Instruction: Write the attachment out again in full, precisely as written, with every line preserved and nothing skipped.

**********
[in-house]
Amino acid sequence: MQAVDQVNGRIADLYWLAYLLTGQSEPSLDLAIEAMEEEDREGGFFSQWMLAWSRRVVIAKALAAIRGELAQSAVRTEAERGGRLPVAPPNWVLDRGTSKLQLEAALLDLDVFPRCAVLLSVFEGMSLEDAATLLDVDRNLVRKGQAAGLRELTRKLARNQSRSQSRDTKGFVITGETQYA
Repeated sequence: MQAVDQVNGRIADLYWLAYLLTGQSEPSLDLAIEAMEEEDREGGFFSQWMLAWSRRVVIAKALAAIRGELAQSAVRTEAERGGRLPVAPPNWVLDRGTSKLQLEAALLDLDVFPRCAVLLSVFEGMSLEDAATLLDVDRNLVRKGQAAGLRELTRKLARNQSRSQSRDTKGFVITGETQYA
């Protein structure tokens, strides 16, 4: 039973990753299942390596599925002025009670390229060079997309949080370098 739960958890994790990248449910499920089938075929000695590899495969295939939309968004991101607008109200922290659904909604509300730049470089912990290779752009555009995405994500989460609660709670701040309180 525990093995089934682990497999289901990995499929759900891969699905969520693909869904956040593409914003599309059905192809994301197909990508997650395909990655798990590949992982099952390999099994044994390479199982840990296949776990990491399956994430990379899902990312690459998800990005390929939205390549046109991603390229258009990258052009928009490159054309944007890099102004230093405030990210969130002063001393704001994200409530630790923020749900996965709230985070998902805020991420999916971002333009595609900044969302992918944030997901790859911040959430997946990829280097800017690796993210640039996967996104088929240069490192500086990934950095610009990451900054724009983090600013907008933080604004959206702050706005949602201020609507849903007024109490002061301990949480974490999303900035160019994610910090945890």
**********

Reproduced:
[in-house]
Amino acid sequence: MQAVDQVNGRIADLYWLAYLLTGQSEPSLDLAIEAMEEEDREGGFFSQWMLAWSRRVVIAKALAAIRGELAQSAVRTEAERGGRLPVAPPNWVLDRGTSKLQLEAALLDLDVFPRCAVLLSVFEGMSLEDAATLLDVDRNLVRKGQAAGLRELTRKLARNQSRSQSRDTKGFVITGETQYA
Repeated sequence: MQAVDQVNGRIADLYWLAYLLTGQSEPSLDLAIEAMEEEDREGGFFSQWMLAWSRRVVIAKALAAIRGELAQSAVRTEAERGGRLPVAPPNWVLDRGTSKLQLEAALLDLDVFPRCAVLLSVFEGMSLEDAATLLDVDRNLVRKGQAAGLRELTRKLARNQSRSQSRDTKGFVITGETQYA
């Protein structure tokens, strides 16, 4: 039973990753299942390596599925002025009670390229060079997309949080370098 739960958890994790990248449910499920089938075929000695590899495969295939939309968004991101607008109200922290659904909604509300730049470089912990290779752009555009995405994500989460609660709670701040309180 525990093995089934682990497999289901990995499929759900891969699905969520693909869904956040593409914003599309059905192809994301197909990508997650395909990655798990590949992982099952390999099994044994390479199982840990296949776990990491399956994430990379899902990312690459998800990005390929939205390549046109991603390229258009990258052009928009490159054309944007890099102004230093405030990210969130002063001393704001994200409530630790923020749900996965709230985070998902805020991420999916971002333009595609900044969302992918944030997901790859911040959430997946990829280097800017690796993210640039996967996104088929240069490192500086990934950095610009990451900054724009983090600013907008933080604004959206702050706005949602201020609507849903007024109490002061301990949480974490999303900035160019994610910090945890």